A special collection at parishes in the Archdiocese of Los Angeles has raised more than $1 million in donations for Ukrainian humanitarian relief. 

As of April 21, online donations, checks, and cash received during Masses in the archdiocese on the weekends of March 12-13 and March 19-20 totaled just over $985,000, while another $17,000 was added through school collections coordinated by the Missionary Childhood Association of Los Angeles.

Msgr. Terrance Fleming, executive director of the archdiocese’s Mission Office, said he couldn’t remember any collection this large in his 30 years in the office, noting past initiatives that have focused mostly on recovery from natural disasters in different parts of the world. 

“Every dollar goes straight to the source [in the affected country] that can use it best,” he explained. 

The archdiocese’s Society for Propagation of the Faith, one of four Pontifical Mission Societies that support worldwide underserved communities, has managed the donations. They are forwarded to the U.S. Conference of Catholic Bishops and will be added to a nationwide collection sent directly to Ukraine’s Catholic bishops’ conference.

Msgr. Fleming, who is also serving as episcopal vicar for the Our Lady of the Angels Pastoral Region following the February retirement of Auxiliary Bishop Edward Clark, said the funds will help meet the “basic needs” of Ukrainians suffering the consequences of Russia’s two-month-old invasion.

“Hopefully, the people of Los Angeles see this money as their missionary work to a country that is almost all Christian and has a good many Catholics,” he said. 

More than 5 million Ukrainians have fled the country this year, according to a United Nations report, but many millions remain despite the thousands of lives lost and mounting injuries since Russia’s invasion started in late February. It is less clear how many displaced Ukrainians have made it beyond the neighboring borders of Poland, Romania, and Hungary, and found refuge in the United States, or specifically, Southern California.

A volunteer carries a box of clothing for refugees who fled the Russian war in Ukraine at a donation collection point organized by a Ukrainian Catholic parish in Dresden, Germany, March 17, 2022. (CNS photo/Matthias Rietschel, Reuters)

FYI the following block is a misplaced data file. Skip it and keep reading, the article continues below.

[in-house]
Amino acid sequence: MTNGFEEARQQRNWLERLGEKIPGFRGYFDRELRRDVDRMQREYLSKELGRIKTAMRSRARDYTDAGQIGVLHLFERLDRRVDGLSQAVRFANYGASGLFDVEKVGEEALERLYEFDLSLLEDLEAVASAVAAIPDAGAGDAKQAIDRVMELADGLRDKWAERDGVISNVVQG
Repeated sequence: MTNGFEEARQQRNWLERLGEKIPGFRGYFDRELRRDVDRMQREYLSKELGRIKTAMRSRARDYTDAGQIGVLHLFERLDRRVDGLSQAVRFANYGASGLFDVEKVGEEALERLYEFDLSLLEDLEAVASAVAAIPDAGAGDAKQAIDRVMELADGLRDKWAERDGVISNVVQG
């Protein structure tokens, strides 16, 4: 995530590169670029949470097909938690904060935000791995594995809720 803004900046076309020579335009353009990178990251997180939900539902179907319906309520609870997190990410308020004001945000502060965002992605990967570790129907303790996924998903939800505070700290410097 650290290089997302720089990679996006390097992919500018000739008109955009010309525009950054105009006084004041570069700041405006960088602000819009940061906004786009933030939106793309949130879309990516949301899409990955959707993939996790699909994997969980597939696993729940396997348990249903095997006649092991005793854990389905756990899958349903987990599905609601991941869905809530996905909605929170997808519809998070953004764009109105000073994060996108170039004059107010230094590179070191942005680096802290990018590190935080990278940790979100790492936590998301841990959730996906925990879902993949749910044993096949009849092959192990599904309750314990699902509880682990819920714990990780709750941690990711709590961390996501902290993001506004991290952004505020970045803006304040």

California is home to more Ukrainian immigrants than anywhere in the U.S. after New York, according to the Public Policy Institute of California. One in six Ukrainian immigrants to the U.S. — some 60,000 — live in California.

Father Ihor Koshyk, pastor at the Nativity of the Blessed Virgin Mary Ukrainian Catholic Church in East Hollywood, said it was his understanding when those fleeing Ukraine arrive in Southern California, “they have some contacts already, some at local churches. I hear from different people there is one family here, another there, but it is not complete.”

He added that a parishioner at his church told him of a family they are helping in Long Beach that includes a mother, a grandmother, a 1-year-old and a six-month-old baby.

Kris Knowles, the principal at American Martyrs School in Manhattan Beach, confirmed two students have recently enrolled — a sixth-grader and a first-grader — from a recently arrived Ukrainian family.

Knowles said two American Martyrs Church parishioners approached him and pastor Msgr. John Barry to share the story of the family, which also has two younger children not yet in school.

The family said they had less than 30 minutes to evacuate their home, drove for hours out of their country and eventually made it to Los Angeles after several flights.

“By chance, they connected with our parishioners,” said Knowles. “After hearing their story there was no question we would welcome the children. They have already been here three days and are acclimating well.”

Data provided to the USCCB’s Migration and Refugees Services office shows “that hundreds of Ukrainians are entering through the U.S.-Mexico border monthly after being granted parole, mostly at the San Diego Port of Entry.”

The U.S. has pledged to accept 100,000 Ukrainians displaced by the war. On April 21, the Biden administration announced a resettlement plan for Ukrainian refugees that bypasses lengthy visa programs and discourages arrivals through Mexico.

USCCB spokeswoman Chieko Noguchi told Angelus that part of the difficulty with tracking arrivals from Ukraine is that so far, most are not formally entering as refugees.

“Those connecting with parishes or Catholic Charities agencies are generally doing so of their own accord or after being referred by family or friends,” said Noguchi. “Unfortunately, the U.S. Refugee Admissions Program is not well placed for large-scale emergency resettlement, and we understand a majority will resettle in the U.S. via alternative pathways and not as refugees.”

Anyone interested in donating online can do so at MissionsLA.org/product/donate-1312/ and specify “Ukraine Disaster” in the memo box. For more information, email [email protected] or call (213) 637-7223.